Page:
General Motors electric cars drop CarPlay and Android Auto

As iOS and Android smartphone integration begins to become standard on many cars and continues to grow, General Motors is announcing plans to remove those capabilities from its electric cars. CarPlay and Android Auto features will remain available on its internal combustion cars, but on electric cars it will use different software, developed in partnership with Google, that will no longer allow cars to connect in this way.

GM’s new electric cars will use new software developed in partnership with Google

The first car to ship with the new software will be the 2024 Chevrolet Blazer. It will be equipped with a new infotainment system that will use software developed by Google. Basically, you should have everything you need on board, from navigation apps to multimedia playback apps, without having to connect a smartphone for access, whether we’re talking about a wired or wireless connection.

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While Android users probably won’t have a problem, as they’ll be able to connect their Google account for access to the company’s services, Apple users might miss out on Apple-exclusive services. For example, the phonebook, accessible via Siri, or even Apple Maps. In fact, lately Apple’s map service has started to become really competitive with Google Maps and similar solutions.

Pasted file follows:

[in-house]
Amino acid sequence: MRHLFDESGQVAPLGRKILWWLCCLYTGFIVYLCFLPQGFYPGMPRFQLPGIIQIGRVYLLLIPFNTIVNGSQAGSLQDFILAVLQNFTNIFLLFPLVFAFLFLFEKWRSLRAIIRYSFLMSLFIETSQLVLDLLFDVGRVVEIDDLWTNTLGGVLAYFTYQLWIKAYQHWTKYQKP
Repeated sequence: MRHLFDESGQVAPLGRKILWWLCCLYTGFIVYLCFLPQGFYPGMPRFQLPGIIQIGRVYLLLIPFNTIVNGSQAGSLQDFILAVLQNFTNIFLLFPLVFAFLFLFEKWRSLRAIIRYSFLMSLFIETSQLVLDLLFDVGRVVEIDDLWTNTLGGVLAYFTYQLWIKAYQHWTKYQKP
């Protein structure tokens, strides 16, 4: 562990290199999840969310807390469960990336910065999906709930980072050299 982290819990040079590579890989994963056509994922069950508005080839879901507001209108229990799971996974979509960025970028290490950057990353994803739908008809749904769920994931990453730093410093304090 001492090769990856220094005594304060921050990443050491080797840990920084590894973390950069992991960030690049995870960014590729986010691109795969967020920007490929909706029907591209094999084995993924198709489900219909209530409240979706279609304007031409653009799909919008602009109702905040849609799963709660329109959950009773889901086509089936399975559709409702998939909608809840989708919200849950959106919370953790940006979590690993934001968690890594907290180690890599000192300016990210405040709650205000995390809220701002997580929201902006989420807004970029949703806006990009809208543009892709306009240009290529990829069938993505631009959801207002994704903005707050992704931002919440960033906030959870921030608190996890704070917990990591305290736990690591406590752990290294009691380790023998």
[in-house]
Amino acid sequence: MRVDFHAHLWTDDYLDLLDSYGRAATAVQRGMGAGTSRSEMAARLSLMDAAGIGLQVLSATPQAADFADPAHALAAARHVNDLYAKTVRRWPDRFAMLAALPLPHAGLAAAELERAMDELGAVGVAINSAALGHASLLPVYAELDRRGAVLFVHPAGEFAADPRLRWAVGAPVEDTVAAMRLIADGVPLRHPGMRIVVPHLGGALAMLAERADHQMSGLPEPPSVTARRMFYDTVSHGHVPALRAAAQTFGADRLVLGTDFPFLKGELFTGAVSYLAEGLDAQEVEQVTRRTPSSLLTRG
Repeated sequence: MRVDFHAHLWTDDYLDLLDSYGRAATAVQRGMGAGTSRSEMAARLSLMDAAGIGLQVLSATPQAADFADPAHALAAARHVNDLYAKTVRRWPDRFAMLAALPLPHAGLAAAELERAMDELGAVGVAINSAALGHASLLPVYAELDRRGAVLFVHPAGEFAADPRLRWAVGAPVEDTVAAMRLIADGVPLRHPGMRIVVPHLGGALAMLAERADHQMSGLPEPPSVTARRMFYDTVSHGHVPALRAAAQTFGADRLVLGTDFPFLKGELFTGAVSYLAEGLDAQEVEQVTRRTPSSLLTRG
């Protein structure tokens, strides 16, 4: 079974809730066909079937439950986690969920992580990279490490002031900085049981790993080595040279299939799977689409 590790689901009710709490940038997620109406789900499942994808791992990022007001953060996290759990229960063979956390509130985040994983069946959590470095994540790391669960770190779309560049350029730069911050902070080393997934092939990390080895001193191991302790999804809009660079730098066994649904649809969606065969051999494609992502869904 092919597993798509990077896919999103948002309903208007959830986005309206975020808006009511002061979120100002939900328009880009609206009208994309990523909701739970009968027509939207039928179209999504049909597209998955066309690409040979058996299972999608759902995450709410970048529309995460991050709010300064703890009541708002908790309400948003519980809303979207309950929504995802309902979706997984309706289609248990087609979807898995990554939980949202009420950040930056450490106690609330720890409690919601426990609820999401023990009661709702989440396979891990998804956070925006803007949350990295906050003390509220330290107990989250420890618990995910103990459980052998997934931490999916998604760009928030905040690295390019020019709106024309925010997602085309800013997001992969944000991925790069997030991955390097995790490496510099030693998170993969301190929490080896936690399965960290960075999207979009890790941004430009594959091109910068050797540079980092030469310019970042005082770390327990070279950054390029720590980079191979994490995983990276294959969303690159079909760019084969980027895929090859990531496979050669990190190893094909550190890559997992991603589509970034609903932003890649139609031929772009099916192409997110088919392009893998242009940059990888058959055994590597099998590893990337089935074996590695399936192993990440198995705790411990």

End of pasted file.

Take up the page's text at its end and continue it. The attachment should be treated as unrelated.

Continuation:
According to Mike Hichme, executive director of digital cockpit experience at GM, who told Reuters, this decision was made to ensure that all car functions are directly integrated into navigation systems, and should work independently of a smartphone:

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“We have a lot of driver-assist features coming in the future that are better integrated with navigation. We don’t want to build these features in a way that makes it a condition that the driver has a smartphone.”

With closed software, General Motors hopes to increase subscription revenue

Of course, there’s also a monetization opportunity when you have full control over the software platform. General Motors’ electric cars will come with access to Google Maps and Google Assistant for eight years for free, and future models will integrate other apps like Spotify or Audible. These apps also pave the way for subscription revenue. The company’s current projections are that it will gross between $20 billion and $25 billion from subscriptions alone by 2030.

And those who want to listen to their own music on their phone or take calls will be able to do so on the new models, but only via Bluetooth connectivity. Somehow, it seems this solution is a step backwards from smartphone-integrated systems.

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